**Artificial intelligence models** are not intuitive if you don’t have a minimum knowledge of the discipline. They seem like a black box that can do anything, but at CHECKTOBUILD we know that it has its limits. In this blog we will seek to clarify the main keys to how these models work.

Let’s start by identifying the most common words: Artificial Intelligence, Machine Learning and Deep Learning. These are the most popular words in innovation meetings, but they have a rather fuzzy definition. Let’s delimit their scope.

## What is artificial intelligence?

Any system capable of solving a problem based on its own knowledge, whether manually injected or autonomously learned, is called artificial intelligence. Yes, in these terms almost anything can be called artificial intelligence. The scope is very diffuse. In this field we find for example rule-based systems, first-order logic, decision trees, etc.

**Machine Learning**, however, is already tighter. It is a subset of AI techniques that autonomously learn to solve a problem. This is different from other AI techniques in that you cannot encode knowledge manually, using rules or heuristics for example. For them to learn they need «solved exercises» in massive quantities.

That is, large records of historical input data and their expected answer, the solution that would be given to the problem. This area includes everything from traditional statistical linear regressions (but adapted for learning) to artificial neural networks.

Finally we have Deep Learning. This is a subset of Machine Learning techniques that are based solely on artificial neural networks. In the following image we can see this hierarchy graphically.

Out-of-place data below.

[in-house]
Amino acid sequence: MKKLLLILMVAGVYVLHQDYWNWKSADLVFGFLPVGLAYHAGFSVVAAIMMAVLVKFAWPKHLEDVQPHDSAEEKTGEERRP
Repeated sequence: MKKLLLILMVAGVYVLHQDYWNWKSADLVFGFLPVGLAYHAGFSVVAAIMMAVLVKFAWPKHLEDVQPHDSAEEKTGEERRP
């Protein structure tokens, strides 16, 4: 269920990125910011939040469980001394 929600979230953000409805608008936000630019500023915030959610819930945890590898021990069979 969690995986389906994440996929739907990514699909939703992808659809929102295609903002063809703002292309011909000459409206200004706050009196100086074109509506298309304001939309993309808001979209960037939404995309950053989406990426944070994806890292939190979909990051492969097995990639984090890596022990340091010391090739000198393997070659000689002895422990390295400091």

At this point I would like to focus on models that are purely defined within the Machine Learning umbrella. That is, models that learn, and really learn. In this post by CHECKTOBUILD we will understand what they learn and how they learn.

## What does the Machine Learning model learn to solve?

A Machine Learning model learns to solve a particular and strictly well-defined problem through those expected answers we mentioned at the beginning. We can prepare it to learn a richer and more complex answer to the problem, but it is still empirical behaviour, it will not give answers it has never seen before, it has no imagination. But this is still a very fuzzy and high-level definition.

## What exactly does it learn?

What the AI model actually **learns is a mathematical equation that relates the input variables** (our X) and the expected response (our Y). In other words, if our problem is extrapolable to a function Y=f(X), our Machine Learning model learns the f.

To do so, it must find out how the input variables are related (if they multiply, add, etc.) and the weight of each of them in the problem. In other words, it must find out the coefficients that multiply each term of the equation.